FBI, CISA, and HHS released joint Cybersecurity Advisory #StopRansomware: Hive Ransomware yesterday afternoon, detailing IOCs and TTPs of the Hive ransomware group.
Joint agency warning on Hive ransomware.
Yesterday afternoon, the Federal Bureau of Investigation (FBI), the Cybersecurity and Infrastructure Security Agency (CISA), and the Department of Health and Human Services (HHS) released a joint Cybersecurity Advisory (CSA) on the Hive ransomware group. The advisory provides indicators of compromise (IOCs) and techniques, tactics, and procedures (TTPs) identified through FBI investigations.
Hive is a ransomware-as-a-service operation.
According to the advisory, as of November 2022, over 1,300 companies have fallen victim to Hive ransomware actors, and the group has received $100 million in ransom payments. The advisory says, “Hive ransomware follows the ransomware-as-a-service (RaaS) model in which developers create, maintain, and update the malware, and affiliates conduct the ransomware attacks. From June 2021 through at least November 2022, threat actors have used Hive ransomware to target a wide range of businesses and critical infrastructure sectors, including Government Facilities, Communications, Critical Manufacturing, Information Technology, and especially Healthcare and Public Health (HPH).” The group exploited Microsoft Exchange Server vulnerabilities CVE-2021-31207, CVE-2021-34473, and CVE-2021-34523. The advisory also lists IOCs and TTPs specific to the group.
Mitigations for Hive ransomware.
FBI, CISA, and HHS provide mitigations for the Hive ransomware, including verifying Hive actors no longer have access to the network, installing updates for operating systems, software, and firmware as soon as possible, and requiring phishing-resistant multifactor authentication (MFA).
An audio version of this Joint Advisory is available on the CyberWire.
Added, 12:30 PM, November 18th, 2022.
Lior Yaari, CEO and co-founder of Grip Security, sees Hive's operations as effectively amounting to an argument for the inadequacy of relying on passwords for secure access. “Hive ransomware gains initial access using compromised credentials and this demonstrates how fragile logins and passwords are in the modern age. Companies can take steps to greatly reduce this risk by rotating passwords, but this simple task is not very straightforward due to the hundreds of accounts and passwords people have these days. Until there is a solution that addresses this huge problem in security, we will continue to see identity-based attack methods proliferate and realize even bigger illicit profits.”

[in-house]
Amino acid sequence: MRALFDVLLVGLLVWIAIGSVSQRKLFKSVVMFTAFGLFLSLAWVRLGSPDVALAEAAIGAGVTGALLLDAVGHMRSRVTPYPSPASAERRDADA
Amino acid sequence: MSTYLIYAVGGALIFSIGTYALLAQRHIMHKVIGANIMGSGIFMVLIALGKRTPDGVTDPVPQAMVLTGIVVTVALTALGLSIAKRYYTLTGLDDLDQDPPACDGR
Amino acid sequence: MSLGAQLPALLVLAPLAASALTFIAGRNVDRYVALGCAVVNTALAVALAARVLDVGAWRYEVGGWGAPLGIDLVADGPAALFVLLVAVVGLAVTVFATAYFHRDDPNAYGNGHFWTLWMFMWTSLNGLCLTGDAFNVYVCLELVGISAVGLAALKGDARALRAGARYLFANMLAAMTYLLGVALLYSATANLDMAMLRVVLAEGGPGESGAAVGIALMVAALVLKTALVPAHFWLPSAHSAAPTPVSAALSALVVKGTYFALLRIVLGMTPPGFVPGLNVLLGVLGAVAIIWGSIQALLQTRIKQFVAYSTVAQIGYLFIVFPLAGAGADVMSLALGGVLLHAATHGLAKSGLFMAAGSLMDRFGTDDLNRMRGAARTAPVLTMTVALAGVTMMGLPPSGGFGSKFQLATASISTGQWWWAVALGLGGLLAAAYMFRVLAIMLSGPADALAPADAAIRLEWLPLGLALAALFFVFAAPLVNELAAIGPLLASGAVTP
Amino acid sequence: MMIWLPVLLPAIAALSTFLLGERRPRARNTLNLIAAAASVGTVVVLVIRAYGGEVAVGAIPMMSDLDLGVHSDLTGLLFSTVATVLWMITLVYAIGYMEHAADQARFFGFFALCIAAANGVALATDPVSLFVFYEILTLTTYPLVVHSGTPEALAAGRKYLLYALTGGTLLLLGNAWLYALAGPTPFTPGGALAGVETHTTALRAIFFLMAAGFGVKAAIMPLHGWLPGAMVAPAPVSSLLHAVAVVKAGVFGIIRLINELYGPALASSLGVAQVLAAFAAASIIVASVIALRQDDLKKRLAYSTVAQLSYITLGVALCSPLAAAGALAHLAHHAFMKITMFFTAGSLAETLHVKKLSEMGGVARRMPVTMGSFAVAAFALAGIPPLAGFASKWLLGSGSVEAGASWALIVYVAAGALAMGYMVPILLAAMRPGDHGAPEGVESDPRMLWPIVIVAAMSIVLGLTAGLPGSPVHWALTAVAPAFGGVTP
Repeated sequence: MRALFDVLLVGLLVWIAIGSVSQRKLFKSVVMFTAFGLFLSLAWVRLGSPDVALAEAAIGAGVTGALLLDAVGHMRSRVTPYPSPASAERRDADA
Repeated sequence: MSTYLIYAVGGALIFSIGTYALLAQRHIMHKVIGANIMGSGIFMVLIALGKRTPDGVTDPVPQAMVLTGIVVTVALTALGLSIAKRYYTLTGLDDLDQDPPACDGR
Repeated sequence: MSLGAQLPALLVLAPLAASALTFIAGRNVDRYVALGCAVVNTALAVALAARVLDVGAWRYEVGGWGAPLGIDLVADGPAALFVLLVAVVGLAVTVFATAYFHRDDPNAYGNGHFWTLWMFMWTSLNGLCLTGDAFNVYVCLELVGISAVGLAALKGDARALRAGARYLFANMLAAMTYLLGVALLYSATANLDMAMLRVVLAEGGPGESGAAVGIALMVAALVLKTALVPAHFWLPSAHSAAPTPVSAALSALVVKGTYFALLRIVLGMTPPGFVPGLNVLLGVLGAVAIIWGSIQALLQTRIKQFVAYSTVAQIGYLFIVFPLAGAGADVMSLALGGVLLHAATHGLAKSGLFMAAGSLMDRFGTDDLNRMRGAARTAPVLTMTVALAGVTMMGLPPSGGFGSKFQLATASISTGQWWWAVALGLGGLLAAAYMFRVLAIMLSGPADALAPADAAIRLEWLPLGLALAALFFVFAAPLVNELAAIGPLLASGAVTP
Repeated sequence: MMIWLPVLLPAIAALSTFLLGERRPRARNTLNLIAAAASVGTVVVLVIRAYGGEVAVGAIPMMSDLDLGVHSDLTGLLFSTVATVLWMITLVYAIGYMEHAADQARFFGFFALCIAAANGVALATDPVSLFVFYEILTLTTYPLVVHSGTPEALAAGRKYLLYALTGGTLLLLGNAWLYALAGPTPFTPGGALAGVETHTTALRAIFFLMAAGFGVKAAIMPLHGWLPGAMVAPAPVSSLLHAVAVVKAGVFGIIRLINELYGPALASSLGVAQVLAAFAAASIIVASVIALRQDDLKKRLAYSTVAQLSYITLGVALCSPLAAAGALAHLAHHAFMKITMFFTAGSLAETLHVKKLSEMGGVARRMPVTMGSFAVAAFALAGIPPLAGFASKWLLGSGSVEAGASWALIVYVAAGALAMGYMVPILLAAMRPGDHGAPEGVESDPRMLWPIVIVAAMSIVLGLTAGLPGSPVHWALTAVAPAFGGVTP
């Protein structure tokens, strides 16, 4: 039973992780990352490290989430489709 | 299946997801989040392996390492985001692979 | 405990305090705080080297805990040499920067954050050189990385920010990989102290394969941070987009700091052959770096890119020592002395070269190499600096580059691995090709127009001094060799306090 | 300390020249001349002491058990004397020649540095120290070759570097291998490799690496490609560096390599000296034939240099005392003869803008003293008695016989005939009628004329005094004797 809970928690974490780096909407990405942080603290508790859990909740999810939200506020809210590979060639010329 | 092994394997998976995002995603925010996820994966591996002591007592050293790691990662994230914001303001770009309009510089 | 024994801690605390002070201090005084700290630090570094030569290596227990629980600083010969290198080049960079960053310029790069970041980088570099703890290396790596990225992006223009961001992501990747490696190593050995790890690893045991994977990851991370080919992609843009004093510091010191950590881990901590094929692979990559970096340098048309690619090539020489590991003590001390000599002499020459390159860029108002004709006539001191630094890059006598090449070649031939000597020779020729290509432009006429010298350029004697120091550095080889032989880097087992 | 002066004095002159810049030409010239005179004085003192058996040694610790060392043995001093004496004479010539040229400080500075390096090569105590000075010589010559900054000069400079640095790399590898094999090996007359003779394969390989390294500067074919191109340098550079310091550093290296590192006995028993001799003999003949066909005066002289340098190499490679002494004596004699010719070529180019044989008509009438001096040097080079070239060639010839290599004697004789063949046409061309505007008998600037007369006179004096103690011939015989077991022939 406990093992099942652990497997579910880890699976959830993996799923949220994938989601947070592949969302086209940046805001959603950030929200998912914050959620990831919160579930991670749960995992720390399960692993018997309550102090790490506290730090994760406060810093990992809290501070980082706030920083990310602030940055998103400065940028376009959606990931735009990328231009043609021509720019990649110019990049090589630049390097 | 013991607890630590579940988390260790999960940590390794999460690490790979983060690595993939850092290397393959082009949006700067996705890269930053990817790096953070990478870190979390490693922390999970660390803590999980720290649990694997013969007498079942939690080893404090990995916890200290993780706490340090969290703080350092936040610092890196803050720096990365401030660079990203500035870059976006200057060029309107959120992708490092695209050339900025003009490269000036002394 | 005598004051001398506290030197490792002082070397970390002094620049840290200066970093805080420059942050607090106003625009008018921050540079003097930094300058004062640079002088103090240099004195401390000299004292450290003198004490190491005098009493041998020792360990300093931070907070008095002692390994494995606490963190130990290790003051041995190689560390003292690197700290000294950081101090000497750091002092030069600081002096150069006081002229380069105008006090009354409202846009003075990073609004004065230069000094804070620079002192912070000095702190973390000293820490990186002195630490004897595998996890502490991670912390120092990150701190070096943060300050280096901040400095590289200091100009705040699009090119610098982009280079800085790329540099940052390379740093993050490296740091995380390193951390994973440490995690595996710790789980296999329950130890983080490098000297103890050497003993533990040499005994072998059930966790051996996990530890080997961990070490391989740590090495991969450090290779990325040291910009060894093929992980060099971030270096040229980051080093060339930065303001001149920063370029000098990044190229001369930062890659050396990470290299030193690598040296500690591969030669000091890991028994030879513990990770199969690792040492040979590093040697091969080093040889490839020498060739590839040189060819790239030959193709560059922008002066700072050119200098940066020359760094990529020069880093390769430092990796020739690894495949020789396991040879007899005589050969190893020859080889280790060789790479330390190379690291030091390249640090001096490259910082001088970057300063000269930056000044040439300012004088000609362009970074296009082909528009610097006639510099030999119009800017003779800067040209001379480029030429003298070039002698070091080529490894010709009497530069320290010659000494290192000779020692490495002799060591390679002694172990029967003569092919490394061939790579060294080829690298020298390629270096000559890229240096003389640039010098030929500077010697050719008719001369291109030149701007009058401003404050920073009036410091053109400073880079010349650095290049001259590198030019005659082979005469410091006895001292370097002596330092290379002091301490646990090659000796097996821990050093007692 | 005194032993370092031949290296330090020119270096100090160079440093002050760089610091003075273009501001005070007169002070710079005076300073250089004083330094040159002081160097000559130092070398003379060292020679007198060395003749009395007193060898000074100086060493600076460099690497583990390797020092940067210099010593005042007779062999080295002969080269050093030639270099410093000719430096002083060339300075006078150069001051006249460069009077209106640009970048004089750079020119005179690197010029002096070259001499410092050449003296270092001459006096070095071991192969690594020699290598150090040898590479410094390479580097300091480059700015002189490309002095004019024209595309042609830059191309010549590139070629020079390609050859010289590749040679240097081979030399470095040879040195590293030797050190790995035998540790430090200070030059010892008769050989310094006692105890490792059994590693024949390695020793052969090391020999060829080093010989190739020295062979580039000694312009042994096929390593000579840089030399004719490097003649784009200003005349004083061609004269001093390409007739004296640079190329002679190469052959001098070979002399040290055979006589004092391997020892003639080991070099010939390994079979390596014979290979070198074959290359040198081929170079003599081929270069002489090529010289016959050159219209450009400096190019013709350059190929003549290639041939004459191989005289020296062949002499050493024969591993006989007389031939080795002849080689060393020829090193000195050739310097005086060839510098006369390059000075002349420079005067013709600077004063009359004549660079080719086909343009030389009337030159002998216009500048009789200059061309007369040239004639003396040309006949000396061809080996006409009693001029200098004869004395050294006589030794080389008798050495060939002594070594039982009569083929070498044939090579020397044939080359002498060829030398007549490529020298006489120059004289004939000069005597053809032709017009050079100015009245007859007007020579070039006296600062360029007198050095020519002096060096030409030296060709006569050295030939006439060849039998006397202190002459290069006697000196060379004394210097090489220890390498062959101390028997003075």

Added, 3:15 PM, November 18th, 2022.
Roger Grimes, data-driven defense evangelist at KnowBe4, thoroughly approves of the advisory, but thinks it might have taken note of the way training and education can help arm employees against social engineering: “Regarding the recent joint announcement on Hive ransomware, it really is a great document and I applaud all the involved agencies. They are really doing a great job. My only grievance is that even although the document acknowledges that one of the primary initial access methods for Hive is phishing emails with malware attachments, in the rest of the document, they don't recommend educating end users on how to recognize phishing threats and not to open suspicious files, which is the single best recommendation you could make to stop that type of attack. It's part of the reason why people don't do better with stopping phishing attacks, because we literally aren't telling defenders to do it."